“I am especially interested in issues related to immigration and acculturation (the navigation of living between two cultural worlds).”
What was your path to becoming a therapist?
In high school and college, I was exposed to the existential literary works of Kafka, Camus, Sartre, and Yalom. Exploring issues related to freedom, isolation, and authenticity inspired me to use self-reflection to help people find meaning as they work through life's challenges. I completed my bachelor’s at Johns Hopkins University and earned my doctorate in clinical psychology from the New School of Social Research. I'm grateful to have gained years of experience working in hospital inpatient and outpatient psychiatry settings, college counseling centers, and community-based organizations in New York City.
What should someone know about working with you?
I recognize that psychotherapy is a courageous endeavor, as it takes vulnerability to face the parts of ourselves that were previously concealed. I believe that you are not defined by your symptoms or diagnosis, and I will help build on your strengths as we look at aspects of your life that could be contributing to your current difficulties. The pace and style of our work will be tailored to you as we explore your unique desires, conflicts, and needs. Your treatment will be more than learning coping skills and symptom management strategies; it will also include an interpersonal focus where we shed light on unconscious, self-defeating relationship patterns so you learn to build trust, set boundaries, and maintain meaningful relationships.
What do you do to continue learning and building competencies as a provider?
I am truly dedicated to lifelong learning. Each year, I pursue training to refine my skills and familiarize myself with new ideas and practices. I practice an integrative approach to psychotherapy that is rooted in relational psychoanalysis and attachment theory, and I draw from my clinical training in dialectical behavior therapy (DBT), cognitive behavioral therapy (CBT), transference-focused psychotherapy (TFP), and mentalization-based psychotherapy (MBT) to offer a highly personalized approach according to the unique needs of each client. I engage in peer supervision and maintain close collegial contacts. I also supervise psychology doctoral students at Northwell Health-Lenox Hill Hospital and at the Ferkauf Graduate School of Psychology at Yeshiva University.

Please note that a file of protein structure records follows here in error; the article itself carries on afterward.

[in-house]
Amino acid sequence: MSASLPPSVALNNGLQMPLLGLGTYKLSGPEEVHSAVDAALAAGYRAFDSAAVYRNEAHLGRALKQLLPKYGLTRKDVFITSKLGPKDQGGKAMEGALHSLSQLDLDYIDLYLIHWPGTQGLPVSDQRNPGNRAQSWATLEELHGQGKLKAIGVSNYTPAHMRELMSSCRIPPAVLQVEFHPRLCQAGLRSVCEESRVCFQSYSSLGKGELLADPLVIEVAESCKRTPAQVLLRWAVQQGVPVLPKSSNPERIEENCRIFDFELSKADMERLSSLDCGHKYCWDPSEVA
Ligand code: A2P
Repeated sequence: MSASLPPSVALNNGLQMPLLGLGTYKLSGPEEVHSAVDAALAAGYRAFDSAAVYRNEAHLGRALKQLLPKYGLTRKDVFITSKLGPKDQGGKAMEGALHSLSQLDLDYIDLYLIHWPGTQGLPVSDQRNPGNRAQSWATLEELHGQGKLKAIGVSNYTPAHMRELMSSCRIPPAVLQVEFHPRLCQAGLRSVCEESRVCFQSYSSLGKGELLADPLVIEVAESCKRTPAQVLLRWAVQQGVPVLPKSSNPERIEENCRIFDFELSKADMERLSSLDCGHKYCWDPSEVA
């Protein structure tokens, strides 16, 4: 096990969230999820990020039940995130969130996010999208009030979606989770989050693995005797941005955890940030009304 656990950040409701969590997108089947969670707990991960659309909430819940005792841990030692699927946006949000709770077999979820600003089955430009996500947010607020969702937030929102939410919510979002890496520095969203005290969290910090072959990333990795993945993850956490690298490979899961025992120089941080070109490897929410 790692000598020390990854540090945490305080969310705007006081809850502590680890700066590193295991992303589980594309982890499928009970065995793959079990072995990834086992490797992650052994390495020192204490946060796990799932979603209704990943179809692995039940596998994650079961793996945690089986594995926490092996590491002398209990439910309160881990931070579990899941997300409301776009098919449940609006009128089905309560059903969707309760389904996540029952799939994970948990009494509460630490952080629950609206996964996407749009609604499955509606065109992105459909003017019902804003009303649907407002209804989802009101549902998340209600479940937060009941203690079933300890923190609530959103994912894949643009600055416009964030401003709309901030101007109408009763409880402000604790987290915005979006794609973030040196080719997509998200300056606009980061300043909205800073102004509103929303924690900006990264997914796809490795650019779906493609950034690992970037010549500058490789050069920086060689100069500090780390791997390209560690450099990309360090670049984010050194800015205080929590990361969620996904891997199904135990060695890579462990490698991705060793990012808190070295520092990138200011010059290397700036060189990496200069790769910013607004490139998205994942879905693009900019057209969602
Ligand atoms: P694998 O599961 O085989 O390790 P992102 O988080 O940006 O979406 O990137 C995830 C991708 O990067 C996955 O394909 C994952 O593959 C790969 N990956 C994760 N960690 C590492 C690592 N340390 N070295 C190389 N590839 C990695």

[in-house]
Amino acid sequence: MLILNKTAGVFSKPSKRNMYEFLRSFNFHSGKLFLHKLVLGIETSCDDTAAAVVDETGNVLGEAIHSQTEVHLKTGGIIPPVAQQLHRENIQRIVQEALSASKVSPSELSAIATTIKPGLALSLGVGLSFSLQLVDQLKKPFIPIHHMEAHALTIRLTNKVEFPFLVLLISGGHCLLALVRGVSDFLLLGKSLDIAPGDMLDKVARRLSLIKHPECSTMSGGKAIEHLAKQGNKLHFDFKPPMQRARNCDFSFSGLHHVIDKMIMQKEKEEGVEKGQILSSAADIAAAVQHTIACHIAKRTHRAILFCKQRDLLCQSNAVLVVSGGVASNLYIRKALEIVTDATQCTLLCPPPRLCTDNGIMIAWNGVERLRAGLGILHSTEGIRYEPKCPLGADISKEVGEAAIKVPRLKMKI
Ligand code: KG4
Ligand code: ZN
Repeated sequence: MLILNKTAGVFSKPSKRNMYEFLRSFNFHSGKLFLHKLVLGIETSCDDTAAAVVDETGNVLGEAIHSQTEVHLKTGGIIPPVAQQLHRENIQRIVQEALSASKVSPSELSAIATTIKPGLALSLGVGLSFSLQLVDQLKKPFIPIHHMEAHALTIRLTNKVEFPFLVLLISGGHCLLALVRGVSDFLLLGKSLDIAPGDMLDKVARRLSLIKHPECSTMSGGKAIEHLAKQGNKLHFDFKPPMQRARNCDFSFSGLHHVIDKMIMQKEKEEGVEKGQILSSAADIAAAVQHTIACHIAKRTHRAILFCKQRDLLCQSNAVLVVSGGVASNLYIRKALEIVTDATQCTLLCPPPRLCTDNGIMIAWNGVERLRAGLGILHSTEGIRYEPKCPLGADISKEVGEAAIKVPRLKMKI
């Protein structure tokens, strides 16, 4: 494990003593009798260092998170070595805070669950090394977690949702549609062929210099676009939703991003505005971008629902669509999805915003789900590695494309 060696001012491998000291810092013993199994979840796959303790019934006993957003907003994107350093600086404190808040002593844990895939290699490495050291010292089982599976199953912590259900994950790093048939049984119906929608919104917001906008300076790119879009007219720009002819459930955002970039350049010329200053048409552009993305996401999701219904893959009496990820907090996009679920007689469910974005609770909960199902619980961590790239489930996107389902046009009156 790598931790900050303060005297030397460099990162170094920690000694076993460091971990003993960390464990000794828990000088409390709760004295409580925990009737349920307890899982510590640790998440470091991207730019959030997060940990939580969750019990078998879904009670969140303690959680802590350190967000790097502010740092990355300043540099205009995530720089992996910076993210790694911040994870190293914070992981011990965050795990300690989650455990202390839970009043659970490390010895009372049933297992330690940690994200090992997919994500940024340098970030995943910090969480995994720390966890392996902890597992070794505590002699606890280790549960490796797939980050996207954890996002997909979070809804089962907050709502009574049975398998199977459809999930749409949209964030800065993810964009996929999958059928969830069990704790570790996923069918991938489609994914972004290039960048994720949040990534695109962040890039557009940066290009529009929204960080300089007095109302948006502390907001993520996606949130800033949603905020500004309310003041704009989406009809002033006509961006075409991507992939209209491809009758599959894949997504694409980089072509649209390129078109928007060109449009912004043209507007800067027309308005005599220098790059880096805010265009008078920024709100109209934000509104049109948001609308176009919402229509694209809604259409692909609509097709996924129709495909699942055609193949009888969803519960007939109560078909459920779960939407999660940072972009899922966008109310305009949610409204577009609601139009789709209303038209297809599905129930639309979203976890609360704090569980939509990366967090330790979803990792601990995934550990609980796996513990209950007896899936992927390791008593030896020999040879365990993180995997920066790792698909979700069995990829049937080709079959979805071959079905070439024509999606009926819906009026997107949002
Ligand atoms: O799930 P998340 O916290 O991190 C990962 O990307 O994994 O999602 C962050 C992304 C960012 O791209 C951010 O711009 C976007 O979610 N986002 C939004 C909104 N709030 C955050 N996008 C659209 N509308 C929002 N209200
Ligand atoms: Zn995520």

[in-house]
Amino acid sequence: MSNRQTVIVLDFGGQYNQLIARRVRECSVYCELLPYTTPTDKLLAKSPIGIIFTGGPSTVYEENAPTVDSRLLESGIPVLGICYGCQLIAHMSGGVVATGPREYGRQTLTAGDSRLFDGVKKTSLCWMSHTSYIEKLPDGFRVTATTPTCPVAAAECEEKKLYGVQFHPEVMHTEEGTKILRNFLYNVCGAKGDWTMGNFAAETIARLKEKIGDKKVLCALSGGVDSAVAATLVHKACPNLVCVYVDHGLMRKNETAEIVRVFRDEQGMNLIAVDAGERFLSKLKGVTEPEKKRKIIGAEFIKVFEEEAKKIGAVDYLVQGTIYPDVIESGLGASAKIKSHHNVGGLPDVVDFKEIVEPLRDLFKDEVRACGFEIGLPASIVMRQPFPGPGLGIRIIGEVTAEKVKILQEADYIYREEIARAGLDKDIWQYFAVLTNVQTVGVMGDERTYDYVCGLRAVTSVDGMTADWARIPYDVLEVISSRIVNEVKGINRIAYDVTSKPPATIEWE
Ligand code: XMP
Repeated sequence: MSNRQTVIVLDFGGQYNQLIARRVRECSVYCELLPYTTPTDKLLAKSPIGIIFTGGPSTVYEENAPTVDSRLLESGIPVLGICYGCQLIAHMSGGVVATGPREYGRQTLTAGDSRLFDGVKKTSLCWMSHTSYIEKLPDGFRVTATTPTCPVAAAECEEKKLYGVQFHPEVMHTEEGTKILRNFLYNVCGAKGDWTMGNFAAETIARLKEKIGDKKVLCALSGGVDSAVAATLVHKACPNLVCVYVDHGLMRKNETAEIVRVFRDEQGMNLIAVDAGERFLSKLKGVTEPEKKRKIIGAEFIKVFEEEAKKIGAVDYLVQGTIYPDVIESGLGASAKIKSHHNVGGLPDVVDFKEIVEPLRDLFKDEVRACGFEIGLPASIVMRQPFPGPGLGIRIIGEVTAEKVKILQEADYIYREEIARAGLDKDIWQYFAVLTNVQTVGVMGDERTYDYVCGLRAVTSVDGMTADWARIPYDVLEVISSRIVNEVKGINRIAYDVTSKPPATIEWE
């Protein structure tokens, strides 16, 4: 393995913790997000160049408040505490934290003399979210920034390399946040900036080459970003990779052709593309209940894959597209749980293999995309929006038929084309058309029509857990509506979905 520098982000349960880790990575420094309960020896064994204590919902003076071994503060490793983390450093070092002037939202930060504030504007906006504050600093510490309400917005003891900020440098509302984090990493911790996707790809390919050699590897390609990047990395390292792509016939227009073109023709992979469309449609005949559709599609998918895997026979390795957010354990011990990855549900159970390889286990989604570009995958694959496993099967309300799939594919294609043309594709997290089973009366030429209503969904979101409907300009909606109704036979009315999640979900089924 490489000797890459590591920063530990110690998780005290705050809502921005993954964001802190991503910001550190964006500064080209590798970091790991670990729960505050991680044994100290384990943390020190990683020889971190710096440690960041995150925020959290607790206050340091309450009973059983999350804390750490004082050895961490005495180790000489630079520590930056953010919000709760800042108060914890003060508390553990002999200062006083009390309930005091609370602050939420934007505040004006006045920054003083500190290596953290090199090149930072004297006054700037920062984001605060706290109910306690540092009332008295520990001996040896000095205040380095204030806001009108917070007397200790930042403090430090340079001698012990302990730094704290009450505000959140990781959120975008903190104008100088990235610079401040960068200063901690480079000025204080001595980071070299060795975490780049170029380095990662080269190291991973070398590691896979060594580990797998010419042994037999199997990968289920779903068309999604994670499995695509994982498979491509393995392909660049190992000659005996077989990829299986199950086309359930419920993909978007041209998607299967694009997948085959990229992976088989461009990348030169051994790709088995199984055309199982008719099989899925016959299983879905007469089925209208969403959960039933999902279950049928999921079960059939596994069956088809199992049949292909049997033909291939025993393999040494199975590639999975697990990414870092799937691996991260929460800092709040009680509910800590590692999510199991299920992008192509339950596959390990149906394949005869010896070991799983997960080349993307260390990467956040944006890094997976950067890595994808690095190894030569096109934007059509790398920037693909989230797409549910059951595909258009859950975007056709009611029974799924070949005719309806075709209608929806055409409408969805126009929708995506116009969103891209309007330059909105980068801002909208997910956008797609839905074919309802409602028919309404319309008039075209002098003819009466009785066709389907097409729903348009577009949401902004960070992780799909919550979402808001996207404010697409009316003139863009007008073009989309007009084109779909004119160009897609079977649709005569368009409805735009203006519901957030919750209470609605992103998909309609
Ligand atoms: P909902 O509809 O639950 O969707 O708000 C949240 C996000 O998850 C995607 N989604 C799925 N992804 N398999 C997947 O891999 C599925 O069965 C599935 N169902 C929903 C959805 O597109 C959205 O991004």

How do your core values shape your approach to therapy?
I am especially interested in issues related to immigration and acculturation (the navigation of living between two cultural worlds). My own immigration journey shaped my lens of how I view the world. Remaining curious and moving between different worldviews allows me to help my clients become more self-aware, self-compassionate, and empowered to make intentional decisions in their lives.
What are you most excited about within the evolving mental health landscape?
I’m excited about the recent research on the therapeutic potential of psychedelic medicines. Recent clinical studies are highlighting the benefits of psychedelics when administered in a safe, controlled environment by medical professionals in conjunction with psychotherapy by a licensed professional.
“Remaining curious and moving between different worldviews allows me to help my clients become more self-aware, self-compassionate, and empowered to make intentional decisions in their lives.”